sustained 500ms or less responses for web requests is pushing it. There's too much overhead, and none of the mechanisms - including HTML itself - were designed for ultrahigh performance. This is a protocol that was intended to permit humans to obtain information over a long distance through a chain of routers, switches and hosts, and although good HTTP apps should be able to provide turnaround in no more than a few seconds, milliseconds is probably asking too much.

For something like that, I'd recommend a more interactive, lower-overhead protocol such as RMI, where you could embed a client connection in an applet. Although realistically, I'm not sure that you can expect the humans looking at the displays to be capable of taking advantage of sub-second updating over extended periods of time.


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James Ward
Ranch Hand

Joined: Apr 27, 2003
Posts: 263
A colleague of mine told me that all the instances and load-balancer can all be on the same machine, that's incorrect?

Yes ofcourse you can put all in one powerful machine.

Do you know if it's more towards the 200 or the 300? As obviously 200 will be a bit of a problem for me

Depends on underlying hardware too, but 300 should be ok.
Tim Holloway
Saloon Keeper

Joined: Jun 25, 2001
Posts: 15961
    
  19

James Ward wrote:
A colleague of mine told me that all the instances and load-balancer can all be on the same machine, that's incorrect?

Yes ofcourse you can put all in one powerful machine.

Do you know if it's more towards the 200 or the 300? As obviously 200 will be a bit of a problem for me

Depends on underlying hardware too, but 300 should be ok.


As a general rule, however, you shouldn't put more Tomcat instances on one machine than you have CPU cores. Otherwise they steal resources from each other. Actually, since Tomcat has multiple threads, they'll steal a few resources anyway, but the more instances, the more theft will occur.
Ittai Zeidman
Greenhorn

Joined: Sep 08, 2009
Posts: 6
Tim Holloway wrote:sustained 500ms or less responses for web requests is pushing it. There's too much overhead, and none of the mechanisms - including HTML itself - were designed for ultrahigh performance. This is a protocol that was intended to permit humans to obtain information over a long distance through a chain of routers, switches and hosts, and although good HTTP apps should be able to provide turnaround in no more than a few seconds, milliseconds is probably asking too much.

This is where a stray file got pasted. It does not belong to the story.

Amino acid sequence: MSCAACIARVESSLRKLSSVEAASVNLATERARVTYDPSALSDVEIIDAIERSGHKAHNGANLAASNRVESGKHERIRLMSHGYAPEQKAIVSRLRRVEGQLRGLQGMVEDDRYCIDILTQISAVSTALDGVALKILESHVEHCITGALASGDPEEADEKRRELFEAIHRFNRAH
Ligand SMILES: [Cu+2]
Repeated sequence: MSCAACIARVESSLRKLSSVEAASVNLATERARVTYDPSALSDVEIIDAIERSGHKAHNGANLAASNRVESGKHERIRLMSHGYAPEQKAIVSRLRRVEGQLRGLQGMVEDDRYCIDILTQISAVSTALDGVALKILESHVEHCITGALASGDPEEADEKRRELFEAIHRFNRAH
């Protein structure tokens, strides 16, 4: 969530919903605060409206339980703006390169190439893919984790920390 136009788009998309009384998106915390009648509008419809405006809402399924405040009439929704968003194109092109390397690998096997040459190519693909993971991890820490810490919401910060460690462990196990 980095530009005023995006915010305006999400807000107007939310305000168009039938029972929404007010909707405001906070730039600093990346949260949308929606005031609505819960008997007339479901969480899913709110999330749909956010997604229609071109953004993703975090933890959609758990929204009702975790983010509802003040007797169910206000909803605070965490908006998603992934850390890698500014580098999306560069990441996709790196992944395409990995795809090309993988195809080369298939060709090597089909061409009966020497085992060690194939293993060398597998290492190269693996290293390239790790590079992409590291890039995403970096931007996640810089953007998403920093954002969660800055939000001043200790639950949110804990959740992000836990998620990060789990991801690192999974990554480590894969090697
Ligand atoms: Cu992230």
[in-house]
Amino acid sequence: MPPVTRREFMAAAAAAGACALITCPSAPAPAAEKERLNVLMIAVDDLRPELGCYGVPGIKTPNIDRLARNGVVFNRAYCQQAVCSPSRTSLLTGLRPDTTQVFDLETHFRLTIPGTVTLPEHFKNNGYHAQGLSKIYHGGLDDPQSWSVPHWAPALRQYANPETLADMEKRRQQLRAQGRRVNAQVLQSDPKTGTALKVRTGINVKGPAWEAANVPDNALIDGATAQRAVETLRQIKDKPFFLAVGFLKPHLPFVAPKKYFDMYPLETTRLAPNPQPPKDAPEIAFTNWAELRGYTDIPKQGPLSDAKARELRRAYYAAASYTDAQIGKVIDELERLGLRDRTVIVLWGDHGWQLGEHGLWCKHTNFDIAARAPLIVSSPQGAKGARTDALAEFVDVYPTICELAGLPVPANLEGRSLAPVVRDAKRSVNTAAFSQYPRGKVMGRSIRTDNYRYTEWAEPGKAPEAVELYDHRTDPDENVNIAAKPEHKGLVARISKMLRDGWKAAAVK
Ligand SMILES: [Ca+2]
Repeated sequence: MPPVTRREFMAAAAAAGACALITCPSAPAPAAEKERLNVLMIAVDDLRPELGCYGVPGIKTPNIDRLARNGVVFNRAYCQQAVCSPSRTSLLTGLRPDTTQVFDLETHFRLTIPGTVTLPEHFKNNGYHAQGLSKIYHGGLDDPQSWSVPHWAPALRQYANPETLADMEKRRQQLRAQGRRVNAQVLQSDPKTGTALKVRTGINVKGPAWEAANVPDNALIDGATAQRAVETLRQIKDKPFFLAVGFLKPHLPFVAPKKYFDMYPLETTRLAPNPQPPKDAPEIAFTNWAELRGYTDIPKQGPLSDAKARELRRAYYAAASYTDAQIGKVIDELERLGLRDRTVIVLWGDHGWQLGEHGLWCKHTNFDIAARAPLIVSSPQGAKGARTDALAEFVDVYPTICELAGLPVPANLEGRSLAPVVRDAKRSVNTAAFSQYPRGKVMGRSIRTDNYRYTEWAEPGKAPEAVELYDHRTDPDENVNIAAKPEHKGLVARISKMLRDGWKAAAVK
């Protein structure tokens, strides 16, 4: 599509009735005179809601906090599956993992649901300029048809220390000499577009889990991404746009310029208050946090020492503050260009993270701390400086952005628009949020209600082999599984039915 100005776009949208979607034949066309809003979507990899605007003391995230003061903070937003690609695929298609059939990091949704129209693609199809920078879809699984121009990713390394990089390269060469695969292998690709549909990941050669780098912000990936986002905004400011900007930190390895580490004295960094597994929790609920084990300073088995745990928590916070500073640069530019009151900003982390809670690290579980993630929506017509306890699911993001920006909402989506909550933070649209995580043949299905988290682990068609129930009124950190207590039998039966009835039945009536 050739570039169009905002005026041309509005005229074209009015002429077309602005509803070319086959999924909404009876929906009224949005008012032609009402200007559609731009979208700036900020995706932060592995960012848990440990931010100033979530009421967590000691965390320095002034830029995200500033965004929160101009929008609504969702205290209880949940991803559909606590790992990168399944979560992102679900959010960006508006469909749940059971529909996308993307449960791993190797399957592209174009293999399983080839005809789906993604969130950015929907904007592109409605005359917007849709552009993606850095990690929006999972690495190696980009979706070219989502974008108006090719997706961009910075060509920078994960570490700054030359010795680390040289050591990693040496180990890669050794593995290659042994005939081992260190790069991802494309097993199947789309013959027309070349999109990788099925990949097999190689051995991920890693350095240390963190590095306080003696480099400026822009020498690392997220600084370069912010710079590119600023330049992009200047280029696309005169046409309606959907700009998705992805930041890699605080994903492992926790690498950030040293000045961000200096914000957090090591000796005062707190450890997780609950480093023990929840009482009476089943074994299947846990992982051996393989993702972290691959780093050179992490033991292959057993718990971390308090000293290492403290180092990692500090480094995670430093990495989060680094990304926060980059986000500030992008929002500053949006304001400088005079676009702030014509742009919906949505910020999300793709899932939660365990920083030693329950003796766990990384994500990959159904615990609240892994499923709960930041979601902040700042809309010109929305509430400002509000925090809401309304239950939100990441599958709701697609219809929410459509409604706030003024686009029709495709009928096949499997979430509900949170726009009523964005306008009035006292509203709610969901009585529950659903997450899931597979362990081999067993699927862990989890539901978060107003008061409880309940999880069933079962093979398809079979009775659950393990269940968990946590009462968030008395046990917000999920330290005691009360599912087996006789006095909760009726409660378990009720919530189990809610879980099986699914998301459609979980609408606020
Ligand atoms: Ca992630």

For something like that, I'd recommend a more interactive, lower-overhead protocol such as RMI, where you could embed a client connection in an applet. Although realistically, I'm not sure that you can expect the humans looking at the displays to be capable of taking advantage of sub-second updating over extended periods of time.

Hi Tim, I understand what you're saying; I think I might have exaggerated before with the maximum of 500ms, although 500ms is what we're aiming for. So, yeah you're right that trying for less is pushing it but I think 500ms is doable.
Secondly it's not that we expect humans to sit and wait for the updates but rather that there won't be more than a half a second (give or take a few ms) before updates appear on the screen as this is a Life supporting software.

And thank you for your additional info.

@James, thank you for your replies.

You two have been very helpful.

Thanks,
Ittai
Matthew Dyer
Greenhorn

Joined: Nov 22, 2009
Posts: 1
Hi Ittai,

What solution did you end up going for in this case as I have similar requirements?

Cheers,

Matt
 
It is sorta covered in the JavaRanch Style Guide.